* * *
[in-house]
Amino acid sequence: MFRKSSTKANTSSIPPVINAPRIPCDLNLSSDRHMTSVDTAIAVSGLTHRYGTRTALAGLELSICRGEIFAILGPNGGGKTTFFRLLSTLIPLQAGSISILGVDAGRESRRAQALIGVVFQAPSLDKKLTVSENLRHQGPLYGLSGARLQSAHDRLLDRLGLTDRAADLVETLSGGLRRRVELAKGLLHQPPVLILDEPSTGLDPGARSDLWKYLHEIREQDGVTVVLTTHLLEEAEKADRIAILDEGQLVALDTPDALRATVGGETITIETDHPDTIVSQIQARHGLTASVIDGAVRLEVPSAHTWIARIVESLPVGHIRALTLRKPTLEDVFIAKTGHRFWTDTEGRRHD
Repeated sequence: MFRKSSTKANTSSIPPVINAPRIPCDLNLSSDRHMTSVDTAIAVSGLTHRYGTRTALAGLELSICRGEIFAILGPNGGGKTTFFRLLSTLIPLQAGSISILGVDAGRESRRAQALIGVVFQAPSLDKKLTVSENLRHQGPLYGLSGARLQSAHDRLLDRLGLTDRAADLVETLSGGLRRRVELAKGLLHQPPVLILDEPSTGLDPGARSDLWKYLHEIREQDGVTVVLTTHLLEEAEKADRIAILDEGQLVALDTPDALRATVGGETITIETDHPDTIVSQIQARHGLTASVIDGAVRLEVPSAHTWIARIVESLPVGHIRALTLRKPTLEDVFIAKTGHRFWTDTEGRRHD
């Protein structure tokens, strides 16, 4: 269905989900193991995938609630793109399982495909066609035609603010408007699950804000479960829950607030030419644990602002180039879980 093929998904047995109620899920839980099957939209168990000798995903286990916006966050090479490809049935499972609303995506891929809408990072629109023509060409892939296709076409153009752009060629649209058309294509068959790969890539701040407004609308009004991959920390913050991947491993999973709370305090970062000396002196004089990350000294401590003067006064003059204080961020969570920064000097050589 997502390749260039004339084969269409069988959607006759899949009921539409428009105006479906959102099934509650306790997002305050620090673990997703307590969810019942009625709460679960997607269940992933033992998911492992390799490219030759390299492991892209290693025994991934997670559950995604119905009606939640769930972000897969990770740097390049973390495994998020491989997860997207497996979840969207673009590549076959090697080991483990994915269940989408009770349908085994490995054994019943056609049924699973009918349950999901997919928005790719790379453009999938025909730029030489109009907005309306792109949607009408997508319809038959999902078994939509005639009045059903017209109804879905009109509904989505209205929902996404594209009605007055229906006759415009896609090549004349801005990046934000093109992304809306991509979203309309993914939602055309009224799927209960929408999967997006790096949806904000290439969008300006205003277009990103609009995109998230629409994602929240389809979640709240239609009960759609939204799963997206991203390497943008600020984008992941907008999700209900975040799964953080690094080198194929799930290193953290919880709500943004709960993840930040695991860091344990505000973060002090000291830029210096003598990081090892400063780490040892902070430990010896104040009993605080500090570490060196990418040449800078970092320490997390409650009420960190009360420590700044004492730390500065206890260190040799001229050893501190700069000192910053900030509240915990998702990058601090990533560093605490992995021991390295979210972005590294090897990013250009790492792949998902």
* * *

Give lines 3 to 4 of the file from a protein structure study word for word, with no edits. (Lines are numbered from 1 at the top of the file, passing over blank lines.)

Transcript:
Repeated sequence: MFRKSSTKANTSSIPPVINAPRIPCDLNLSSDRHMTSVDTAIAVSGLTHRYGTRTALAGLELSICRGEIFAILGPNGGGKTTFFRLLSTLIPLQAGSISILGVDAGRESRRAQALIGVVFQAPSLDKKLTVSENLRHQGPLYGLSGARLQSAHDRLLDRLGLTDRAADLVETLSGGLRRRVELAKGLLHQPPVLILDEPSTGLDPGARSDLWKYLHEIREQDGVTVVLTTHLLEEAEKADRIAILDEGQLVALDTPDALRATVGGETITIETDHPDTIVSQIQARHGLTASVIDGAVRLEVPSAHTWIARIVESLPVGHIRALTLRKPTLEDVFIAKTGHRFWTDTEGRRHD
């Protein structure tokens, strides 16, 4: 269905989900193991995938609630793109399982495909066609035609603010408007699950804000479960829950607030030419644990602002180039879980 093929998904047995109620899920839980099957939209168990000798995903286990916006966050090479490809049935499972609303995506891929809408990072629109023509060409892939296709076409153009752009060629649209058309294509068959790969890539701040407004609308009004991959920390913050991947491993999973709370305090970062000396002196004089990350000294401590003067006064003059204080961020969570920064000097050589 997502390749260039004339084969269409069988959607006759899949009921539409428009105006479906959102099934509650306790997002305050620090673990997703307590969810019942009625709460679960997607269940992933033992998911492992390799490219030759390299492991892209290693025994991934997670559950995604119905009606939640769930972000897969990770740097390049973390495994998020491989997860997207497996979840969207673009590549076959090697080991483990994915269940989408009770349908085994490995054994019943056609049924699973009918349950999901997919928005790719790379453009999938025909730029030489109009907005309306792109949607009408997508319809038959999902078994939509005639009045059903017209109804879905009109509904989505209205929902996404594209009605007055229906006759415009896609090549004349801005990046934000093109992304809306991509979203309309993914939602055309009224799927209960929408999967997006790096949806904000290439969008300006205003277009990103609009995109998230629409994602929240389809979640709240239609009960759609939204799963997206991203390497943008600020984008992941907008999700209900975040799964953080690094080198194929799930290193953290919880709500943004709960993840930040695991860091344990505000973060002090000291830029210096003598990081090892400063780490040892902070430990010896104040009993605080500090570490060196990418040449800078970092320490997390409650009420960190009360420590700044004492730390500065206890260190040799001229050893501190700069000192910053900030509240915990998702990058601090990533560093605490992995021991390295979210972005590294090897990013250009790492792949998902």